Between cowardice and courage: U.S. Soldier Dissent and Resistance in Iraq
2010 (English)Conference paper, Abstract (Other academic)
The U.S. military during the Vietnam War experienced severe internal disruptions in the form of resistance by soldiers to the execution of their orders. Such resistance nearly incapacitated the military, according to some observers. After (and even during) the war, the military made several important changes with the aim of reducing the likelihood of similar disruptions in the future. We discuss how two of these in particular, the end of the draft and the creation of the All-Volunteer Force, along with changes in the way troops are rotated, created a “new military culture” that made internal dissent, much less resistance, more difficult and unlikely. With this background, we consider two examples of soldier oppositional practice in the current war and occupation in Iraq: the Appeal for Redress and the refusal of deployment committed by soldiers such as Lt. Ehren Watada. We show how the spaces of the new military culture have shaped oppositional practice in these two cases. We go on to draw parallels between the restrictive military environment and the militarization of the civilian sphere, where only a certain form of patriotism is considered legitimate and dissent and resistance are being pushed out of the sphere of respectability.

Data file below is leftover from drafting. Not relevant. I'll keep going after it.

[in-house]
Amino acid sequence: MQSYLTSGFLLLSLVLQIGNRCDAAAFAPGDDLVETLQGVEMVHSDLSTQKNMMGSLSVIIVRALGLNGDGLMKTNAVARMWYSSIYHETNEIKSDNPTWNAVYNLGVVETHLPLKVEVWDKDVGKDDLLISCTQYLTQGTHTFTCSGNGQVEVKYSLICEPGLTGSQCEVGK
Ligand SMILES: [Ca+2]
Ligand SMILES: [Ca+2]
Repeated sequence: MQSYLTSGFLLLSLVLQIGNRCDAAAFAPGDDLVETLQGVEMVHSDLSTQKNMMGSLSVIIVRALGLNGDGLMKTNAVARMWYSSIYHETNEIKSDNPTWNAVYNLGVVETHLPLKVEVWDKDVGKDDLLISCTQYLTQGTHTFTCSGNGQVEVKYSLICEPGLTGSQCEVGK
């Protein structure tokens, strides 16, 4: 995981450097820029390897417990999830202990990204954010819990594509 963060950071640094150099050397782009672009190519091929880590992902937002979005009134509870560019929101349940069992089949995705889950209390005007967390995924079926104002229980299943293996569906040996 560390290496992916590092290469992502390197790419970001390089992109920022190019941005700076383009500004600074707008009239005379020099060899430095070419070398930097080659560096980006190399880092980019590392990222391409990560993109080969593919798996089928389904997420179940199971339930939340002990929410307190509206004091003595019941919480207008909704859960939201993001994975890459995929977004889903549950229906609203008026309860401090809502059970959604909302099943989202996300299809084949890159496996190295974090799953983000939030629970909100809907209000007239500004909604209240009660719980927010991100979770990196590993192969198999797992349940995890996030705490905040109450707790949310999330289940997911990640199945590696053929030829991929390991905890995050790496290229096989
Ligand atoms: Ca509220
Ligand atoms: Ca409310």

Place, publisher, year, edition, pages
Research subject Geography
IdentifiersURN: urn:nbn:se:uu:diva-287530OAI: oai:DiVA.org:uu-287530DiVA: diva2:922889
Annual Meeting of the Association of American Geographers